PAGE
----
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1.
J Med Chem ; 64(19): 14332-14343, 2021 10 14.
Article in English | MEDLINE | ID: covidwho-1621195

ABSTRACT

In addition to a variety of viral-glycoprotein receptors (e.g., heparan sulfate, Niemann-Pick C1, etc.), dendritic cell-specific intercellular adhesion molecule-3-grabbing nonintegrin (DC-SIGN), from the C-type lectin receptor family, plays one of the most important pathogenic functions for a wide range of viruses (e.g., Ebola, human cytomegalovirus (HCMV), HIV-1, severe acute respiratory syndrome coronavirus 2, etc.) that invade host cells before replication; thus, its inhibition represents a relevant extracellular antiviral therapy. We report two novel p-tBu-calixarene glycoclusters 1 and 2, bearing tetrahydroxamic acid groups, which exhibit micromolar inhibition of soluble DC-SIGN binding and provide nanomolar IC50 inhibition of both DC-SIGN-dependent Jurkat cis-cell infection by viral particle pseudotyped with Ebola virus glycoprotein and the HCMV-gB-recombinant glycoprotein interaction with monocyte-derived dendritic cells expressing DC-SIGN. A unique cooperative involvement of sugar, linker, and calixarene core is likely behind the strong avidity of DC-SIGN for these low-valent systems. We claim herein new promising candidates for the rational development of a large spectrum of antiviral therapeutics.


Subject(s)
Calixarenes/chemistry , Cell Adhesion Molecules/antagonists & inhibitors , Glycoconjugates/metabolism , Glycoproteins/antagonists & inhibitors , Hydroxamic Acids/chemistry , Lectins, C-Type/antagonists & inhibitors , Phenols/chemistry , Receptors, Cell Surface/antagonists & inhibitors , Viral Proteins/antagonists & inhibitors , Antiviral Agents/chemistry , Antiviral Agents/metabolism , Antiviral Agents/pharmacology , Cell Adhesion Molecules/metabolism , Cell Line , Cytomegalovirus/metabolism , Dendritic Cells/cytology , Dendritic Cells/metabolism , Ebolavirus/physiology , Glycoconjugates/chemistry , Glycoconjugates/pharmacology , Glycoproteins/genetics , Glycoproteins/metabolism , Humans , Jurkat Cells , Lectins, C-Type/metabolism , Models, Biological , Protein Binding , Receptors, Cell Surface/metabolism , Recombinant Proteins/biosynthesis , Recombinant Proteins/chemistry , Recombinant Proteins/isolation & purification , Viral Proteins/genetics , Viral Proteins/metabolism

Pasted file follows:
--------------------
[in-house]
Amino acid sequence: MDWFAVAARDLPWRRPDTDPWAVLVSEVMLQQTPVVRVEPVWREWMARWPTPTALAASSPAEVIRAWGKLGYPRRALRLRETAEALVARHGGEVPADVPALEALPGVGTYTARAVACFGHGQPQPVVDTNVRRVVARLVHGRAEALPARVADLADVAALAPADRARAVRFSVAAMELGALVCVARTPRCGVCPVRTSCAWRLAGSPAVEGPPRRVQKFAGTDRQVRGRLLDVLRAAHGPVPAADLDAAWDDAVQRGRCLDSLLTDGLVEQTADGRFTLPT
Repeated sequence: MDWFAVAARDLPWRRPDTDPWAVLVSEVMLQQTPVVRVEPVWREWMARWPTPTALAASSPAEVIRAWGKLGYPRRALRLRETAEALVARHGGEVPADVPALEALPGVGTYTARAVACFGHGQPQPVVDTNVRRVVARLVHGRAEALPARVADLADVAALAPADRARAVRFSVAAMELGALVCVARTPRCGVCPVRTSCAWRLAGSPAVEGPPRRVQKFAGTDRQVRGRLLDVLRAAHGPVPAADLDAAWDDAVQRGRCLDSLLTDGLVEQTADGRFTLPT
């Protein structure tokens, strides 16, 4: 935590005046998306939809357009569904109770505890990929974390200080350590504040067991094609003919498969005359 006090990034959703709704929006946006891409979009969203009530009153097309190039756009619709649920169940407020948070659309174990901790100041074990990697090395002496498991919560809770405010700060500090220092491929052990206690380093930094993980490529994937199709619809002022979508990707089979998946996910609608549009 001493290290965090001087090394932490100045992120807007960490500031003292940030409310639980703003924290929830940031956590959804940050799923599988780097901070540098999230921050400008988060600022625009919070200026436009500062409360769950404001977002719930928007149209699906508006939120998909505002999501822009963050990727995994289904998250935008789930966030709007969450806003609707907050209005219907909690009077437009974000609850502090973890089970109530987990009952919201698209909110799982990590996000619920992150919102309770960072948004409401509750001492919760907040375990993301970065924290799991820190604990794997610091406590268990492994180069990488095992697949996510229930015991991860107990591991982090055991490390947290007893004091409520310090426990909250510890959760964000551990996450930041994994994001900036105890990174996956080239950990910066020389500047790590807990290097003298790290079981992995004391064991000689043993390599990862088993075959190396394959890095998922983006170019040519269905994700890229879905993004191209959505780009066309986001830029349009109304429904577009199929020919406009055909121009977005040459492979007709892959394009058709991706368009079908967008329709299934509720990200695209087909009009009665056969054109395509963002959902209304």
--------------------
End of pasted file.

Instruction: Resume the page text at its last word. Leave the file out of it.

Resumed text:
2.
Transpl Infect Dis ; 23(1): e13465, 2021 Feb.
Article in English | MEDLINE | ID: covidwho-772374

ABSTRACT

Kidney transplant recipients have been supposed vulnerable to severe Covid-19 infection, due to their comorbidities and immunosuppressive therapies. Mild-term complications of Covid-19 are currently unknown, especially in this population. Herein, we report two cases of BKV replication after non-severe SARS-CoV-2 infection. The first case was a 59-year-old man, transplanted 3 months ago, with recent history of slight BKV viremia (3.3 log10 DNA copies/ml). Despite strong reduction of maintenance immunosuppression (interruption of mycophenolic acid and important decrease of calcineurin inhibitors), BKV replication largely increased after Covid-19 and viremia persisted at 4.5 log copy/ml few months later. The second case was a 53-year-old woman, transplanted 15 years ago. She had a recent history of BKV cystitis, which resolved with a decrease of MPA dosage. Few weeks after SARS-CoV-2 infection, she presented recurrence of lower urinary tract symptoms. Our reports highlight that SARS-CoV-2 infection, even without severity, could disrupt immune system and particularly lymphocytes, thus leading to viral replication. Monitoring of viral replications after Covid-19 in kidney transplant recipients could permit to confirm these preliminary observations.


Subject(s)
BK Virus , COVID-19 , Kidney Transplantation , Polyomavirus Infections/virology , SARS-CoV-2 , Tumor Virus Infections/virology , Female , Humans , Immunosuppressive Agents/administration & dosage , Male , Middle Aged , Transplant Recipients , Viremia
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